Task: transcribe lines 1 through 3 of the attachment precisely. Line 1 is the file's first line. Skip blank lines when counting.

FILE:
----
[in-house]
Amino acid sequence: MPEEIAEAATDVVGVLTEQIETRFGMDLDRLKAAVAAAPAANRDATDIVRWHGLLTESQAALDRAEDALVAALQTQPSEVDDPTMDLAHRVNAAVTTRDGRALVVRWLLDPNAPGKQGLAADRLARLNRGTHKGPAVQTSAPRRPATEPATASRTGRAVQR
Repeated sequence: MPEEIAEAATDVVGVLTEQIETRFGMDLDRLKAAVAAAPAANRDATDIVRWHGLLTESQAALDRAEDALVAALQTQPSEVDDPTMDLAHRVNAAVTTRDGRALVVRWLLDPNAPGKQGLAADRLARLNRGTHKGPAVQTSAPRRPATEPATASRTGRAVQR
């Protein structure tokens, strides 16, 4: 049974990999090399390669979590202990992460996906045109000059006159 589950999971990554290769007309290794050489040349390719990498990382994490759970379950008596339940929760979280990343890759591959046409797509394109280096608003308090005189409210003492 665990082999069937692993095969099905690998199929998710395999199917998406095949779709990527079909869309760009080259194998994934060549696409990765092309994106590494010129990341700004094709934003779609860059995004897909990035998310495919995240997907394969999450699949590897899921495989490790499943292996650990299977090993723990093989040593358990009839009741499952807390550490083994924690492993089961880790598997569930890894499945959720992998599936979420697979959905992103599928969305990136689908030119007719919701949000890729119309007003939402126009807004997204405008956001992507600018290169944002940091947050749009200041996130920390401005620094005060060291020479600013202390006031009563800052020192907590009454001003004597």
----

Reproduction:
[in-house]
Amino acid sequence: MPEEIAEAATDVVGVLTEQIETRFGMDLDRLKAAVAAAPAANRDATDIVRWHGLLTESQAALDRAEDALVAALQTQPSEVDDPTMDLAHRVNAAVTTRDGRALVVRWLLDPNAPGKQGLAADRLARLNRGTHKGPAVQTSAPRRPATEPATASRTGRAVQR
Repeated sequence: MPEEIAEAATDVVGVLTEQIETRFGMDLDRLKAAVAAAPAANRDATDIVRWHGLLTESQAALDRAEDALVAALQTQPSEVDDPTMDLAHRVNAAVTTRDGRALVVRWLLDPNAPGKQGLAADRLARLNRGTHKGPAVQTSAPRRPATEPATASRTGRAVQR